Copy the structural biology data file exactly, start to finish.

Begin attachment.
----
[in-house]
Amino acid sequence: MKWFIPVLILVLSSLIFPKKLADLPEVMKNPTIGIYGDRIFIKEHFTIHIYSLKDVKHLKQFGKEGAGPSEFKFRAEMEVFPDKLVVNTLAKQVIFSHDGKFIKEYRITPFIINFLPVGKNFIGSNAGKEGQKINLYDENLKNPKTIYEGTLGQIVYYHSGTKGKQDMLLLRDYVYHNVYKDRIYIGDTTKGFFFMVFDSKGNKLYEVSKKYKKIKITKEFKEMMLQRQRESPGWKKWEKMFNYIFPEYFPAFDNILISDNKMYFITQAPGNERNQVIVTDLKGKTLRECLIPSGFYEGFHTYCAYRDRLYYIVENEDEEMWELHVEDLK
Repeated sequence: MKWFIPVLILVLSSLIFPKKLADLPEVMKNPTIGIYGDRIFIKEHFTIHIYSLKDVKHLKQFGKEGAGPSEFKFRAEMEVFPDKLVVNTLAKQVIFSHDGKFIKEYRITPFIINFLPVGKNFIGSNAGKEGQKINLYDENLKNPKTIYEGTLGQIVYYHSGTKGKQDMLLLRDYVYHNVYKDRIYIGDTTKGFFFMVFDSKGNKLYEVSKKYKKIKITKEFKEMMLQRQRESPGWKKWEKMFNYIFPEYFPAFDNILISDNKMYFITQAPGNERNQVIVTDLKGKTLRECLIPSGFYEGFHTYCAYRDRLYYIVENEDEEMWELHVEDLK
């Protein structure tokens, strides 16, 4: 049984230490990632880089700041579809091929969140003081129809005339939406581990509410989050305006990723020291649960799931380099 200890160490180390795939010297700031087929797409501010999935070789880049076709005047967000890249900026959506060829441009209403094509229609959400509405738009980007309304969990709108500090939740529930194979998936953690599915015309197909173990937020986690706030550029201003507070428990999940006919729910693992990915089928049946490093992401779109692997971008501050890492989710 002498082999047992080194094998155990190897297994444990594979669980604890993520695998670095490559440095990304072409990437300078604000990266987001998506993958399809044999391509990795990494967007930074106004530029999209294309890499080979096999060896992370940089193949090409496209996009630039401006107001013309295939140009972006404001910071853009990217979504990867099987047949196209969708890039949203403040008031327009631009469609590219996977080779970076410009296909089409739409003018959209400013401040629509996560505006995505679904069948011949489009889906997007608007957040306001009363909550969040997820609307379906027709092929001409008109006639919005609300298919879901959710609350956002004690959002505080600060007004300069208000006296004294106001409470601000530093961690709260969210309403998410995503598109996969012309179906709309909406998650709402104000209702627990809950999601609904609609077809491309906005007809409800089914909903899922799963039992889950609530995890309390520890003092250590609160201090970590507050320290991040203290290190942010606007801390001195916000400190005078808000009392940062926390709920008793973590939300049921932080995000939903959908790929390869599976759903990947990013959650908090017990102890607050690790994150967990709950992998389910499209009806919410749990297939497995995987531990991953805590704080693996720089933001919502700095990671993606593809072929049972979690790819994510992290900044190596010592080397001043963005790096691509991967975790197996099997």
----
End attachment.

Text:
[in-house]
Amino acid sequence: MKWFIPVLILVLSSLIFPKKLADLPEVMKNPTIGIYGDRIFIKEHFTIHIYSLKDVKHLKQFGKEGAGPSEFKFRAEMEVFPDKLVVNTLAKQVIFSHDGKFIKEYRITPFIINFLPVGKNFIGSNAGKEGQKINLYDENLKNPKTIYEGTLGQIVYYHSGTKGKQDMLLLRDYVYHNVYKDRIYIGDTTKGFFFMVFDSKGNKLYEVSKKYKKIKITKEFKEMMLQRQRESPGWKKWEKMFNYIFPEYFPAFDNILISDNKMYFITQAPGNERNQVIVTDLKGKTLRECLIPSGFYEGFHTYCAYRDRLYYIVENEDEEMWELHVEDLK
Repeated sequence: MKWFIPVLILVLSSLIFPKKLADLPEVMKNPTIGIYGDRIFIKEHFTIHIYSLKDVKHLKQFGKEGAGPSEFKFRAEMEVFPDKLVVNTLAKQVIFSHDGKFIKEYRITPFIINFLPVGKNFIGSNAGKEGQKINLYDENLKNPKTIYEGTLGQIVYYHSGTKGKQDMLLLRDYVYHNVYKDRIYIGDTTKGFFFMVFDSKGNKLYEVSKKYKKIKITKEFKEMMLQRQRESPGWKKWEKMFNYIFPEYFPAFDNILISDNKMYFITQAPGNERNQVIVTDLKGKTLRECLIPSGFYEGFHTYCAYRDRLYYIVENEDEEMWELHVEDLK
């Protein structure tokens, strides 16, 4: 049984230490990632880089700041579809091929969140003081129809005339939406581990509410989050305006990723020291649960799931380099 200890160490180390795939010297700031087929797409501010999935070789880049076709005047967000890249900026959506060829441009209403094509229609959400509405738009980007309304969990709108500090939740529930194979998936953690599915015309197909173990937020986690706030550029201003507070428990999940006919729910693992990915089928049946490093992401779109692997971008501050890492989710 002498082999047992080194094998155990190897297994444990594979669980604890993520695998670095490559440095990304072409990437300078604000990266987001998506993958399809044999391509990795990494967007930074106004530029999209294309890499080979096999060896992370940089193949090409496209996009630039401006107001013309295939140009972006404001910071853009990217979504990867099987047949196209969708890039949203403040008031327009631009469609590219996977080779970076410009296909089409739409003018959209400013401040629509996560505006995505679904069948011949489009889906997007608007957040306001009363909550969040997820609307379906027709092929001409008109006639919005609300298919879901959710609350956002004690959002505080600060007004300069208000006296004294106001409470601000530093961690709260969210309403998410995503598109996969012309179906709309909406998650709402104000209702627990809950999601609904609609077809491309906005007809409800089914909903899922799963039992889950609530995890309390520890003092250590609160201090970590507050320290991040203290290190942010606007801390001195916000400190005078808000009392940062926390709920008793973590939300049921932080995000939903959908790929390869599976759903990947990013959650908090017990102890607050690790994150967990709950992998389910499209009806919410749990297939497995995987531990991953805590704080693996720089933001919502700095990671993606593809072929049972979690790819994510992290900044190596010592080397001043963005790096691509991967975790197996099997």